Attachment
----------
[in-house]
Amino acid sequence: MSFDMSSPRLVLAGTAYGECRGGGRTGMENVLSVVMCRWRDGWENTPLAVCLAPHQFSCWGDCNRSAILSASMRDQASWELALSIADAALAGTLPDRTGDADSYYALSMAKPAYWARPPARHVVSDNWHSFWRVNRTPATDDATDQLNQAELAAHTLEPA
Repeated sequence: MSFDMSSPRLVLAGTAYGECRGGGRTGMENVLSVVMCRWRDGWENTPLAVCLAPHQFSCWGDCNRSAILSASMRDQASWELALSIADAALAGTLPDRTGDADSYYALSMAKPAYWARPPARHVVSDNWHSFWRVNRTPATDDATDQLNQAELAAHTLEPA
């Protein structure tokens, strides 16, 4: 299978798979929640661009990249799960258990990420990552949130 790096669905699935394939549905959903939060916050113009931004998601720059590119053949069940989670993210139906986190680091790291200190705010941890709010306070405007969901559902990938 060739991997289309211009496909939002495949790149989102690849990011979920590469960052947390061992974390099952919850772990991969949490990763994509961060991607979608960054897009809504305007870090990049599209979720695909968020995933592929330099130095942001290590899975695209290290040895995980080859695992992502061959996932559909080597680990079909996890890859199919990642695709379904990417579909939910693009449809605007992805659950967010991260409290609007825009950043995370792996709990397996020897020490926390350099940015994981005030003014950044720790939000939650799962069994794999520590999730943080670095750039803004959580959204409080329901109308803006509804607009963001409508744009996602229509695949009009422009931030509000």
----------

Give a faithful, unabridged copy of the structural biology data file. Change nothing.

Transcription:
[in-house]
Amino acid sequence: MSFDMSSPRLVLAGTAYGECRGGGRTGMENVLSVVMCRWRDGWENTPLAVCLAPHQFSCWGDCNRSAILSASMRDQASWELALSIADAALAGTLPDRTGDADSYYALSMAKPAYWARPPARHVVSDNWHSFWRVNRTPATDDATDQLNQAELAAHTLEPA
Repeated sequence: MSFDMSSPRLVLAGTAYGECRGGGRTGMENVLSVVMCRWRDGWENTPLAVCLAPHQFSCWGDCNRSAILSASMRDQASWELALSIADAALAGTLPDRTGDADSYYALSMAKPAYWARPPARHVVSDNWHSFWRVNRTPATDDATDQLNQAELAAHTLEPA
């Protein structure tokens, strides 16, 4: 299978798979929640661009990249799960258990990420990552949130 790096669905699935394939549905959903939060916050113009931004998601720059590119053949069940989670993210139906986190680091790291200190705010941890709010306070405007969901559902990938 060739991997289309211009496909939002495949790149989102690849990011979920590469960052947390061992974390099952919850772990991969949490990763994509961060991607979608960054897009809504305007870090990049599209979720695909968020995933592929330099130095942001290590899975695209290290040895995980080859695992992502061959996932559909080597680990079909996890890859199919990642695709379904990417579909939910693009449809605007992805659950967010991260409290609007825009950043995370792996709990397996020897020490926390350099940015994981005030003014950044720790939000939650799962069994794999520590999730943080670095750039803004959580959204409080329901109308803006509804607009963001409508744009996602229509695949009009422009931030509000």